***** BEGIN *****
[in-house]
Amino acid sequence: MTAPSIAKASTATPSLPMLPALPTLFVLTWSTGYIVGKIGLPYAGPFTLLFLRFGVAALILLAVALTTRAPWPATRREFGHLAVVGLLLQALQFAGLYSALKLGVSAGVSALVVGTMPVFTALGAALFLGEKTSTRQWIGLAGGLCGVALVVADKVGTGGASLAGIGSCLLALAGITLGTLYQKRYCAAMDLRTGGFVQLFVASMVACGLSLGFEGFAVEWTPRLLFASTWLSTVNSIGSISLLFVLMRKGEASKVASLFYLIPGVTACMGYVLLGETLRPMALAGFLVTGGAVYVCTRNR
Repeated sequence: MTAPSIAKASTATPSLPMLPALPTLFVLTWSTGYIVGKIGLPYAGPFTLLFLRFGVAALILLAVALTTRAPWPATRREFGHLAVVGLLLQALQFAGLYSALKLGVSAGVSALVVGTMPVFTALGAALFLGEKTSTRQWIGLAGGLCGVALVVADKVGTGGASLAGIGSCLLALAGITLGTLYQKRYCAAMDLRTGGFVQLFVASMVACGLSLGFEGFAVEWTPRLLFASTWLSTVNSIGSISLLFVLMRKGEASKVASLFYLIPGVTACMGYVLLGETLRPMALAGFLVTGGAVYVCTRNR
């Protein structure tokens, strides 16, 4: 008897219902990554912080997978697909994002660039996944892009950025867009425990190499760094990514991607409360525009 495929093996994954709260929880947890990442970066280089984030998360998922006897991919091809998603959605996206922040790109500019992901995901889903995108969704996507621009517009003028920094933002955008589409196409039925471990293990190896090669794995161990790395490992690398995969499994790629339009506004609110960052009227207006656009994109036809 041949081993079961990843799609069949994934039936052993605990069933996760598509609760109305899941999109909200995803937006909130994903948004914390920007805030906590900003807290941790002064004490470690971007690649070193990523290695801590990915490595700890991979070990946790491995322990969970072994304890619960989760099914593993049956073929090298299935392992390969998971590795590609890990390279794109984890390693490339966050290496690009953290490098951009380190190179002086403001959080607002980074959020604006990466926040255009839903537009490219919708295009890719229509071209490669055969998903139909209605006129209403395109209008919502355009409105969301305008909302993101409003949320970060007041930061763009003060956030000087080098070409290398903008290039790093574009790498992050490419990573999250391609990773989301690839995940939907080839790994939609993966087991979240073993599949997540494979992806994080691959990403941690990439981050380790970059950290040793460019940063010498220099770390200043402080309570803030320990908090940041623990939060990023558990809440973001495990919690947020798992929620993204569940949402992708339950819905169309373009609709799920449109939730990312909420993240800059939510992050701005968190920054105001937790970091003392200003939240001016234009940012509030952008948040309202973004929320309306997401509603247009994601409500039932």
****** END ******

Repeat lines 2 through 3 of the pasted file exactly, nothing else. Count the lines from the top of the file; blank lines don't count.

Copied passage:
Amino acid sequence: MTAPSIAKASTATPSLPMLPALPTLFVLTWSTGYIVGKIGLPYAGPFTLLFLRFGVAALILLAVALTTRAPWPATRREFGHLAVVGLLLQALQFAGLYSALKLGVSAGVSALVVGTMPVFTALGAALFLGEKTSTRQWIGLAGGLCGVALVVADKVGTGGASLAGIGSCLLALAGITLGTLYQKRYCAAMDLRTGGFVQLFVASMVACGLSLGFEGFAVEWTPRLLFASTWLSTVNSIGSISLLFVLMRKGEASKVASLFYLIPGVTACMGYVLLGETLRPMALAGFLVTGGAVYVCTRNR
Repeated sequence: MTAPSIAKASTATPSLPMLPALPTLFVLTWSTGYIVGKIGLPYAGPFTLLFLRFGVAALILLAVALTTRAPWPATRREFGHLAVVGLLLQALQFAGLYSALKLGVSAGVSALVVGTMPVFTALGAALFLGEKTSTRQWIGLAGGLCGVALVVADKVGTGGASLAGIGSCLLALAGITLGTLYQKRYCAAMDLRTGGFVQLFVASMVACGLSLGFEGFAVEWTPRLLFASTWLSTVNSIGSISLLFVLMRKGEASKVASLFYLIPGVTACMGYVLLGETLRPMALAGFLVTGGAVYVCTRNR